Everyone's talking this morning about the 60 Minutes interview with Michael Sherwin and Scott Pelwin last night about the possible prosecution of Capitol Hill attackers for sedition.
PELLEY: Do you anticipate sedition charges against some of these suspects?
SHERWIN: I believe the facts do support those charges, and I think that as we go forward, more facts will support that, Scott.
"That's Michael Sherwin, the former top prosecutor investigating the Capitol insurrection. He says in this new interview on 60 Minutes the evidence the government has seen is likely to meet the bar to charge some insurrectionists with sedition. What's the significance here?" John Berman asked former FBI assistant director Andrew McCabe.
"Sedition is a federal crime that basically says anyone who seizes by force the property of the United States government or who impedes or blocks the execution of a U.S. law can be guilty of sedition. Now, in this case, the U.S. law would, of course, but the Constitution itself which specifies the process upon which we certify the election of our United States president. So quite frankly, John, to think that we don't have abundant evidence of sedition here is amazing to me, and I'm kind of shocked that they haven't charged some of these folks with sedition yet," McCabe said.
"Thank you, Andy. I appreciate you saying that," Alysin Camerota said. "How is this not an open-and-shut case? if you read by definition, they want to close the government or oppose authority. That's exactly what they were trying to do, by their own words."
"That's exactly what they were doing, Alisyn. We saw it. It was not just on 1/6. You have the statements they made about it on social media and to their associates and things like that. The fact we haven't seen those charges yet is really remarkable and it may be an indication there's more kind of legal debate about that within the Justice Department we're not aware of."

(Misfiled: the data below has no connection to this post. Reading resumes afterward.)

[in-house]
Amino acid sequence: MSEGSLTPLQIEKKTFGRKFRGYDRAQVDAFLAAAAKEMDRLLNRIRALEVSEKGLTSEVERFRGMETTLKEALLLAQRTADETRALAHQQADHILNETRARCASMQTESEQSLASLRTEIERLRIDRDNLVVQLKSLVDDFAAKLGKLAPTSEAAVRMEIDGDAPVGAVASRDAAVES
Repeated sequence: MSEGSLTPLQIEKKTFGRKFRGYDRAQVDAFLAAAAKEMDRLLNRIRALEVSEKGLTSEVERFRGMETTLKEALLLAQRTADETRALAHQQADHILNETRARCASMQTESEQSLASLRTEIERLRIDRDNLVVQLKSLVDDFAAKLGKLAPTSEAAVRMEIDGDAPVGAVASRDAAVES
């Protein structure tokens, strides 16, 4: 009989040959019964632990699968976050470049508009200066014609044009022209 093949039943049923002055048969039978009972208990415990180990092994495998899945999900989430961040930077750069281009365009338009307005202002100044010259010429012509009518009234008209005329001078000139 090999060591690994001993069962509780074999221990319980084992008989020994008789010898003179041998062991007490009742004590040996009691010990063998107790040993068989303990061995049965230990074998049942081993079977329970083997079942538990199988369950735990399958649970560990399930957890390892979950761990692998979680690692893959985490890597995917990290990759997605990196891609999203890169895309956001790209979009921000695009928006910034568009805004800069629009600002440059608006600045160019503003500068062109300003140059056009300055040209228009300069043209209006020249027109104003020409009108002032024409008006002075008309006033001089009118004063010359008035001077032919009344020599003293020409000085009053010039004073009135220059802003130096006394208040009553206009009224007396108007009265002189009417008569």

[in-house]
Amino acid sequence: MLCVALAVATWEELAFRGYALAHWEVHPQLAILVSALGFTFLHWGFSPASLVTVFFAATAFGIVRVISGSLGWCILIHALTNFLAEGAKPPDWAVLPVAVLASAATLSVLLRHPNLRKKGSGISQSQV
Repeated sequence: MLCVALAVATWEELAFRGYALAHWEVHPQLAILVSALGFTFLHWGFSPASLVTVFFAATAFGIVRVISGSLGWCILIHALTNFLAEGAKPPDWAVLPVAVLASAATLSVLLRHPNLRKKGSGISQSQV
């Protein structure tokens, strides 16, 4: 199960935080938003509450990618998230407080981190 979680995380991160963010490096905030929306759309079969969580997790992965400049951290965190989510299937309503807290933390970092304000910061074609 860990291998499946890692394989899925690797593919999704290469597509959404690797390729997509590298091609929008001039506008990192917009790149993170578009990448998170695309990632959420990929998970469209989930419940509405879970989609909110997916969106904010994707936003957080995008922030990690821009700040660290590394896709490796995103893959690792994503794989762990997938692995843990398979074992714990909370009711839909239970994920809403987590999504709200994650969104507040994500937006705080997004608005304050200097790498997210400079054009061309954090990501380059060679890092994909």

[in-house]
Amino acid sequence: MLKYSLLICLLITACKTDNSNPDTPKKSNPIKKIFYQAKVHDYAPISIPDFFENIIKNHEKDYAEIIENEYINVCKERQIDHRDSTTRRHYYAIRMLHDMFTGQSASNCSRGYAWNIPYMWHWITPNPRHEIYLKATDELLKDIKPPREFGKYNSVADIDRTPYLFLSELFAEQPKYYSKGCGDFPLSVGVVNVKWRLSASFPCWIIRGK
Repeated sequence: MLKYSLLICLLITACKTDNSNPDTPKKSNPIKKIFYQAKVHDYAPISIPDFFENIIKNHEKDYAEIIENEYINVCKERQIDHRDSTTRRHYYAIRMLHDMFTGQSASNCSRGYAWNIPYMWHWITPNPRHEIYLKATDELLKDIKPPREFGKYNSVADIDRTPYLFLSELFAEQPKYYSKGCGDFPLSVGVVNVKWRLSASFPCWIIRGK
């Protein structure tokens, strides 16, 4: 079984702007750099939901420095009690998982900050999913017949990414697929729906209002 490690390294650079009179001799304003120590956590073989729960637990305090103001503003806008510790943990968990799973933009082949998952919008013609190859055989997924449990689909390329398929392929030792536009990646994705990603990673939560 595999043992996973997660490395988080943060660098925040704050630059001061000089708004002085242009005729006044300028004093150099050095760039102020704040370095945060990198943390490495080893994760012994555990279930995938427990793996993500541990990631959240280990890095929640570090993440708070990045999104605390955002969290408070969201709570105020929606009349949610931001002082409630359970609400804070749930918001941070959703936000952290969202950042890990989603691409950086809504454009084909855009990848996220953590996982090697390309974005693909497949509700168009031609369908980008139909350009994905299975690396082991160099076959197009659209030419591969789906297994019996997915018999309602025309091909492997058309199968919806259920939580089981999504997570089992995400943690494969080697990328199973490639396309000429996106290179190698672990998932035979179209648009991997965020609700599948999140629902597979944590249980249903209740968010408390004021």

"Michael Sherwin was also pressed on the former president's role in perhaps inciting the insurrection and whether he could face any criminal charges. This is how he answered it."
"He didn't answer the second part. What's your answer to that?"
"He said there's no question the president summoned them and incited them, but it comes down to the perspective of the people involved. Some said, yes, they went to the Capitol because the president told them to. That would be strong evidence of incitement on the president's part, but others said they feel he's responsible because he didn't go far enough to stop it. The fact that you do have some people who very clearly admit they went there and undertook those acts because they thought the president told them to, that for me seals the deal on incitement with respect to those folks," McCabe said.
"I've been saying from the beginning that I thought the president could very well be held responsible for inciting the crime of violence, that crime of violence being sedition. The question is, does the Justice Department have the commitment to that prosecution to bring a tough legal case, but also a very politically charged legal case."